Winter brings with it a whole host of problems, from the risk of frostbite to an increase in ice-related slips and falls. But one hazard that’s often overlooked has nothing to do with freezing temperatures.
It goes without saying that as the days get shorter and the nights get longer, the more people have to drive in the dark—and that can be a deadly problem because driving when the sun is down elevates the chances of a fatality on the road. According to the National Safety Council, “While we do only one quarter of our driving at night, 50 percent of traffic deaths happen at night.”
Avoid the dangers of driving at night by taking the following steps:
- ensure front and rear lights are in good working order
- recognize when you’re fatigued
- avoid distraction when driving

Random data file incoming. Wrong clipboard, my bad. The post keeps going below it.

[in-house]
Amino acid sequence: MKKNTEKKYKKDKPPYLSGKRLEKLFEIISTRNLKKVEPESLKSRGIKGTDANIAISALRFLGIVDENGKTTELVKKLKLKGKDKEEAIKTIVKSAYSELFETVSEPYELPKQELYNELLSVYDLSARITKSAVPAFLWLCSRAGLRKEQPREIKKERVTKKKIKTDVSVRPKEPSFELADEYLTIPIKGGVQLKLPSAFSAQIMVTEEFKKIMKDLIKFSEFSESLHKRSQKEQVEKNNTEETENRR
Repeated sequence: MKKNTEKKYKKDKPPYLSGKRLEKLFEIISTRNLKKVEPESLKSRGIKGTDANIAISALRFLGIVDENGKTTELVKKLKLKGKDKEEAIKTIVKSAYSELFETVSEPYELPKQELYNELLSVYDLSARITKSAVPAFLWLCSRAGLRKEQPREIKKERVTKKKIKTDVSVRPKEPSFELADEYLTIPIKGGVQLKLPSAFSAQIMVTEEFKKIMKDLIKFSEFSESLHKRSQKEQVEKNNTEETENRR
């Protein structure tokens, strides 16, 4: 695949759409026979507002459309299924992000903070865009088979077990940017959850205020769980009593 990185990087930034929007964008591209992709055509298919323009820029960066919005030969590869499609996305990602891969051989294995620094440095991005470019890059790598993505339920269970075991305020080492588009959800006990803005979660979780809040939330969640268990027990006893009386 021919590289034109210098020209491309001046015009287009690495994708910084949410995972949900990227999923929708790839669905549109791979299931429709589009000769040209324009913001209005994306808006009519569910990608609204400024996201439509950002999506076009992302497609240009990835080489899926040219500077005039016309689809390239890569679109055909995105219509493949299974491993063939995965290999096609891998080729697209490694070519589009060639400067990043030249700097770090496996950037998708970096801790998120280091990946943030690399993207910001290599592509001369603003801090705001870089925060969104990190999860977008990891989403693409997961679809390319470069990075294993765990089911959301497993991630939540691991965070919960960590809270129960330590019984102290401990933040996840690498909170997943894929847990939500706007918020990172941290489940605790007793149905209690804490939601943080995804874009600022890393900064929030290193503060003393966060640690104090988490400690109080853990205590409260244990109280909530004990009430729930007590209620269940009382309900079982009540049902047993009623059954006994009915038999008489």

- minimize driving in the dark
- teach teen drivers to be aware of the risk of evening driving
- learn to avoid distraction when driving
You may have less reaction time at night, as you might not see a hazard until it’s illuminated by your headlights, so reduced speeds may also be in order.
With less light and reduced sightlines in the winter, it is especially important to keep your eyes and mind focused on what you’re doing. We can’t control the length of the days, but we can control ourselves. By learning to recognize the human factors that can lead to motor vehicle crashes and other incidents, we can concentrate on the task at hand and reduce the risk of driving at night.